Then I come to this message board and wail or rail about it, from time to time!

After work I busy myself with preparing for ER (doing things to get the house ready to sell, since I plan to move, and getting rid of unused stuff that has accumulated over the years). So, at least I feel like I am doing something to get from point A to point B.
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Old 12-14-2007, 02:58 PM   #8
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Two years....wow.....that is great....I have about 13....that should make you feel a bit better!
I like your ideas Want2retire.....just do a little bit every day....
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Old 12-14-2007, 09:00 PM   #9
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A while ago I came up with the idea of trying to exchange a few weeks of pay for a few more weeks of vacation time. However, when I divided my salary by 52 and saw what I would have to pay for the extra time I was too cheap to want to spend that much on extra vacation time.

I probably get paid more than I deserve, so I figure I might as well tough it out at the risk of falling into the one more year syndrome. I see the same effect of not draining for another year and adding the 60% of my take-home pay to the nest egg.

Plus the way things are done lately in the software industry, megacorp will probably be showing me the door before I decide to go through it on my own. Hopefully I will be ready to just smile and thank them for keeping me as long as they did since I know my next position will be sitting on a beach with a margarita like the guy at the end of the "Office Space" movie.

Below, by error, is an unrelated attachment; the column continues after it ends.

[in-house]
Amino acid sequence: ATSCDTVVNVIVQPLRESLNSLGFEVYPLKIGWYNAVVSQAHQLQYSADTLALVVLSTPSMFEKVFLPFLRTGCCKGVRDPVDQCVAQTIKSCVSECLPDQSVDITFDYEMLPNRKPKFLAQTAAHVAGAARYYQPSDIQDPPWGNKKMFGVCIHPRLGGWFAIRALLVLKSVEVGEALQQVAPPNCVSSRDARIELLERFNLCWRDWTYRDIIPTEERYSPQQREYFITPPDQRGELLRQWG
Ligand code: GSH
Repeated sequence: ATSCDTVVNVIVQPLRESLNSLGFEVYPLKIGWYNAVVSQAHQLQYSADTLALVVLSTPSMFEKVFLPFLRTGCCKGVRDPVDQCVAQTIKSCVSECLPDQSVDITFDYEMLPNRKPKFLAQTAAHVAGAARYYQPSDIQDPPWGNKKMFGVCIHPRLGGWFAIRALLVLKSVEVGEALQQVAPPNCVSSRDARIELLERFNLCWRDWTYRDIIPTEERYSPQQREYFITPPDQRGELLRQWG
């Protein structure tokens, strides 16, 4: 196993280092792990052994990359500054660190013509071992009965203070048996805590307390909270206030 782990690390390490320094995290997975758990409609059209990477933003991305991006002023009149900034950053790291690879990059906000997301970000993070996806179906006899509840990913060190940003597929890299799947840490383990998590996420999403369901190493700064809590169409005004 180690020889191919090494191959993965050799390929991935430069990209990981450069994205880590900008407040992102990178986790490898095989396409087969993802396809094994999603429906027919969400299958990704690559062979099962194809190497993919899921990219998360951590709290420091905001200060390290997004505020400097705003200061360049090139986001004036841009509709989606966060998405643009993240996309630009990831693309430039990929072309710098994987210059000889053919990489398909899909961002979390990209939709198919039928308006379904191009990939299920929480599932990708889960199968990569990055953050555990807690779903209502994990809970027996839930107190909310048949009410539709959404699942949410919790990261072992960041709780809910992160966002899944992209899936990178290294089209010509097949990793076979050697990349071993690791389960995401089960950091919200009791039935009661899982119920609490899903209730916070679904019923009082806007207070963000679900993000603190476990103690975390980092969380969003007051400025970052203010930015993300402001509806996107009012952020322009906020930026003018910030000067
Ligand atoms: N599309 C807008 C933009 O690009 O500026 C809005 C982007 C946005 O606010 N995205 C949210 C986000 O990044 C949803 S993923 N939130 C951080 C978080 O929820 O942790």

Much as it hurts at the moment, stick it out buddy.
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Old 12-14-2007, 10:39 PM   #10
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Thanks everyone. I must say going on this board helps a lot. I also have the countdown # of days on my spreadsheet. I just need to "man" up and toughen through it. As my Dad said about work: "If it was fun, they wouldn't call it work!"

Sometimes, since I don't talk about retirement with anyone except the board, I do need to hear about people that have 10 years to go and realize I am doing fine. Thanks again all.
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Old 12-14-2007, 11:35 PM   #11
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Today I found out my Christmas bonus will be 4,000 and I will get more than 7,500 in January paid to my 401K for profit sharing. I told someone I would be fully vested in April and my boss asked if that was the 6 or 7 year vesting schedule and I told him it was 6 year. He said you heard about the change then. He doesn't like people to know they are vested because then they can quit but we changed the vesting schedule in 2003 when we changed plans and I never forget to pay attention to those things. Nice to know my boss doesn't want me to quit.
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Old 12-15-2007, 01:31 AM   #12
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Yes, I also find it's hard to find sympathic folks outside of the board. So, I very much appreciate the support here. Hang in there, Shabber2. It has been very helpful to me to see that others have "short timer" itches and that there are different ways others have managed to keep w*rk demands in perspective.
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Old 12-15-2007, 09:03 AM   #13
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You may not be the only person at work who is considering FIRE. Two people on my management team have recently been open with me about their FIRE thoughts.